World Athletics president Sebastian Coe has called for this summer’s Olympic Games in Tokyo to be postponed.
On Monday, the Briton became one of the most prominent voices supporting a suspension of the Games, drafting a letter to International Olympic Committee (IOC) president Thomas Bach in which he said the July event is “neither feasible or desirable” as countries around the world battle the coronavirus.
The IOC has insisted cancellation is "not on the agenda", but said on Sunday that postponing is a consideration, with a decision expected in four weeks. A "scaled-down" Games is also being discussed.
On Monday, Japan's Prime Minister Shinzo Abe conceded that a postponement would be unavoidable if a complete Games could not be held, while Canada and Australia became the first major countries to withdraw from both the upcoming Olympics and Paralympics.
The Canadian Olympic Committee (COC) and the country’s Paralympic Committee described the decision to pull out as “difficult” before “urgently” calling on the relevant bodies, including the World Health Organisation, to delay the Games for a year.
In his letter to Bach, Coe said: "No one wants to see the Olympic Games postponed, but as I have said publicly, we cannot hold the event at all costs, certainly not at the cost of athlete safety, and a decision on the Olympic Games must become very obvious very quickly.
"I believe that time has come and we owe it to our athletes to give them respite where we can."
Reasons for postponement
Coe, a double Olympic 1,500m champion, gave three main reasons for postponing the games: competition fairness, risk of injury and the emotional well-being of athletes.
On competition fairness, he said: "Every one of my area presidents believes that we can no longer expect a fair and level playing field in our sport given the number of athletes who are struggling to train in various countries due to measures put in place to reduce the spread of coronavirus."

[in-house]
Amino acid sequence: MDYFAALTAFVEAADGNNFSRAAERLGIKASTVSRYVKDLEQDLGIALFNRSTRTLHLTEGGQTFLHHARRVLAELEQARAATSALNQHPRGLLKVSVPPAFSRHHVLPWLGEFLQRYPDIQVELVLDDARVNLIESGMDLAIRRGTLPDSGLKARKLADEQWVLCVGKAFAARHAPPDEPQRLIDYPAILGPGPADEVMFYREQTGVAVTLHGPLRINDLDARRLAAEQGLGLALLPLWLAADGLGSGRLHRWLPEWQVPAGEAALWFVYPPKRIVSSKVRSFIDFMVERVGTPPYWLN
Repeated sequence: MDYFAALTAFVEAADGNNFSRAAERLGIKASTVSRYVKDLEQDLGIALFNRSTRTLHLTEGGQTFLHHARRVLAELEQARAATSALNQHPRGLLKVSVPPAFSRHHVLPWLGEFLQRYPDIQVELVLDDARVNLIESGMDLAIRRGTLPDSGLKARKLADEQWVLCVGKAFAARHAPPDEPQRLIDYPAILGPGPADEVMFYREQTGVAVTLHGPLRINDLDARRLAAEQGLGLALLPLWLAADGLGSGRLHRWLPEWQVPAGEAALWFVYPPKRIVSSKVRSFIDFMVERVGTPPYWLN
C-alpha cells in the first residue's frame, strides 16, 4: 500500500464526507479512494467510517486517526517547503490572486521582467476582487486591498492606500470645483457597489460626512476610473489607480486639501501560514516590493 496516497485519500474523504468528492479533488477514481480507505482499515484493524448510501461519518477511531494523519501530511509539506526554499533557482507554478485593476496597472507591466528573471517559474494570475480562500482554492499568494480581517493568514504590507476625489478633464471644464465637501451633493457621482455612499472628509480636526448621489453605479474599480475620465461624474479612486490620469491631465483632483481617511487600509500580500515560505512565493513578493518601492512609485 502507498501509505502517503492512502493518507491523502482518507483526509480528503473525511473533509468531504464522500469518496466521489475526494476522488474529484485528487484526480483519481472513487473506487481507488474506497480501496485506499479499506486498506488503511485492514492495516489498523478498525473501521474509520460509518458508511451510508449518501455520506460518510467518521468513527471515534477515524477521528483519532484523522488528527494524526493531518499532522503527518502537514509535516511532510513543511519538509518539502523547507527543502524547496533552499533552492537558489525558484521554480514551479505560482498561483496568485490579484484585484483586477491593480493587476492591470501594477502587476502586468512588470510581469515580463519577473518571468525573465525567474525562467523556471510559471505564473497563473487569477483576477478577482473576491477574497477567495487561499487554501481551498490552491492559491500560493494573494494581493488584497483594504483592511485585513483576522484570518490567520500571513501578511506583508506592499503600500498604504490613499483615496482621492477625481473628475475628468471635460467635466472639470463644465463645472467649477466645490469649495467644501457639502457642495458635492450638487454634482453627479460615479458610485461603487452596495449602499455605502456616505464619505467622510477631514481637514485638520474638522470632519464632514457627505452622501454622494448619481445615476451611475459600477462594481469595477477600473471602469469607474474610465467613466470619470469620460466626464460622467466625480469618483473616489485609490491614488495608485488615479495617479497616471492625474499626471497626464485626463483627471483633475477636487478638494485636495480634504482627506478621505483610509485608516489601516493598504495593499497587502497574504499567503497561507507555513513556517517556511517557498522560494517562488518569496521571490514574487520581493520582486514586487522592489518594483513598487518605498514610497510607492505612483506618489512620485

Regarding risk of injury, he said: "If athletes are unable to train properly now we both know, as we have both been there, they will push themselves even harder closer to an Olympic Games, which will increase the propensity for injury."
On how the athletes were being mentally impacted by restrictions to training because of the virus, Coe added: "The uncertainty of the Olympic Games happening in July and the inherent desire and motivation to excel that resides in all our athletes is causing real anguish that we can, collectively, put a stop to."
In the past few days, a number of national Olympic governing bodies have urged the IOC to suspend the Games. The Olympics has never been postponed or cancelled during peacetime.
In a statement released on Monday, Canada's COC said: "While we recognise the inherent complexities around a postponement, nothing is more important than the health and safety of our athletes and the world community.
"This is not solely about athlete health - it is about public health. With Covid-19 and the associated risks, it is not safe for our athletes, and the health and safety of their families and the broader Canadian community, for athletes to continue training towards these Games."
The COC was soon joined by the Australian Olympic Committee (AOC), who announced it could no longer assemble a team for the July 24-August 9 event.
The Australian Team Chef de Mission for Tokyo, Ian Chesterman, said: "It's clear the Games can't be held in July.
"Our athletes have been magnificent in their positive attitude to training and preparing, but the stress and uncertainty has been extremely challenging for them.
"They have also shouldered the burden of concern for their peers around the world.
"While there will still be much to work out as a result of this change, the timing will allow athletes from around the world to properly prepare with the hope the coronavirus crisis will be under control."
The AOC chief executive, Matt Carroll, said he hoped the Games would go ahead in Tokyo, but not until the summer of 2021.
In response to the growing calls for a delay amid the pandemic, the IOC had said in their statement: “The IOC [executive board] emphasised that a cancellation of the Olympic Games Tokyo 2020 would not solve any of the problems or help anybody. Therefore, cancellation is not on the agenda.”